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The Indiana Daily Student


Indiana Department of Education announces additional efforts to ensure safety services to students

Indiana is working to make schools even safer for all Hoosier children.

Glenda Ritz, superintendent of public instruction, announced Aug. 29 at the Indiana School Safety Academy that additional efforts by the Indiana Department of Education to ensure all Hoosier students learn in an environment that is safe and welcoming are being made, according to an Indiana Department of Education press release.

Ritz said the department will be expanding the services provided to local schools and law enforcement, as well as working with legislature to strengthen Indiana’s laws in the upcoming legislative session.

“No student can learn unless they are safe,” Ritz said in the release. “As a lifelong educator, I know that keeping our children safe and healthy is a responsibility that our schools take very seriously.”

The Indiana School Safety Academy has provided schools access to certified training and instruction since 1999 with resources and training by nationally recognized safety experts, according to the department website.

The department’s plan includes calling for working with background check providers, making enhanced training available to all schools to help school personnel identify students and focusing on the Indiana School Safety Academy.

Background checks are required by law for each school district to develop a local School Safety Plan, Samantha Hart, press secretary for the Indiana Department of Education said.

“The department is focused on ensuring that schools are offered the lowest possible rate by background check vendors.” Hart said. “By offering a lower rate, we hope to encourage more schools to perform expanded background checks on school and coaching volunteers in addition to the checks that are already required by law.”

The department trains school safety specialists and educators in Indiana on how to ensure that all schools in the state are safe and welcoming for all children.

It is offered at no cost to schools and law enforcement and focuses on critical safety issues, according to the release.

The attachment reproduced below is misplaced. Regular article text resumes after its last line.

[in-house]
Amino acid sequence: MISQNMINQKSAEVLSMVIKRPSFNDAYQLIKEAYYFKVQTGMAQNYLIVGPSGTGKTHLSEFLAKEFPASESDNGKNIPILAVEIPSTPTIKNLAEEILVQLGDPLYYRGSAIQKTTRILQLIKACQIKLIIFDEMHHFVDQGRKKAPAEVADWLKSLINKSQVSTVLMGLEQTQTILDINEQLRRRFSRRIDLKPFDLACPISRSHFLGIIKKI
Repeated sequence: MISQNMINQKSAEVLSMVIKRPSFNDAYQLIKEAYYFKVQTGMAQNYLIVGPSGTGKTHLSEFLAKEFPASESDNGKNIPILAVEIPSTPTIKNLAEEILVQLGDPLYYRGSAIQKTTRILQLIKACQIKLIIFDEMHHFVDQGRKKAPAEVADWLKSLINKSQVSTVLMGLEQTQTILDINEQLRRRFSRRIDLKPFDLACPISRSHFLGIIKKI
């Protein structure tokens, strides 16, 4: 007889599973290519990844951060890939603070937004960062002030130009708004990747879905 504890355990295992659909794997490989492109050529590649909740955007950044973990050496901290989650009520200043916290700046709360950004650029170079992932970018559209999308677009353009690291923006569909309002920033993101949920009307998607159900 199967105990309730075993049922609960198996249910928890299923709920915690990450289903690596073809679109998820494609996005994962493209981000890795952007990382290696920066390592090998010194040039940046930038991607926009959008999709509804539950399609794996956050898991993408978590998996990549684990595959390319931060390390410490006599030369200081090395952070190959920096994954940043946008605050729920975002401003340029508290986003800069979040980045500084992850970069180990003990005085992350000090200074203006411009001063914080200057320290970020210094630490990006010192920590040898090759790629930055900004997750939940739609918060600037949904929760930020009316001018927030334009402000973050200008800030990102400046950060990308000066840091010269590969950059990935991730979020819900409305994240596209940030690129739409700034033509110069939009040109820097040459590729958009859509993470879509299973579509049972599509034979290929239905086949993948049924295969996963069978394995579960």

The academy is a part of the Indiana Department of Education safety initiatives and provides basic, regional and advanced level training throughout the year.

In the last four years, more than 1,700 new school safety specialists have been trained, and an Indiana Department of Education Response Team has been formed to serve schools during a large-scale crisis.

In 2014, the Tennessee Department of Education adopted the IDOE model to create its own Safety Specialist Academy. The academy has grown steadily, with hundreds of new specialists added every year since 2013, according to the department’s website.

The IDOE provides information regarding all different types of safety measures for Indiana schools.

They include fire drill preparation, building plans, predator and anti-bullying prevention and safety specialist training.

The MCCSC provides a Safe Hotline for students, staff and parents to voice their concerns through a message on the hotline number.

They also have added a TEXT 4 HELP project through the National Safe Place program using technology to offer youths quick access to the closest location where they can get immediate help and safety.

“Superintendent Ritz takes school safety very seriously,” Hart said. “Over the past few years, the Indiana School Safety Academy has become a nationally recognized model.”

For more information on the School Safety Specialist Academy, visit

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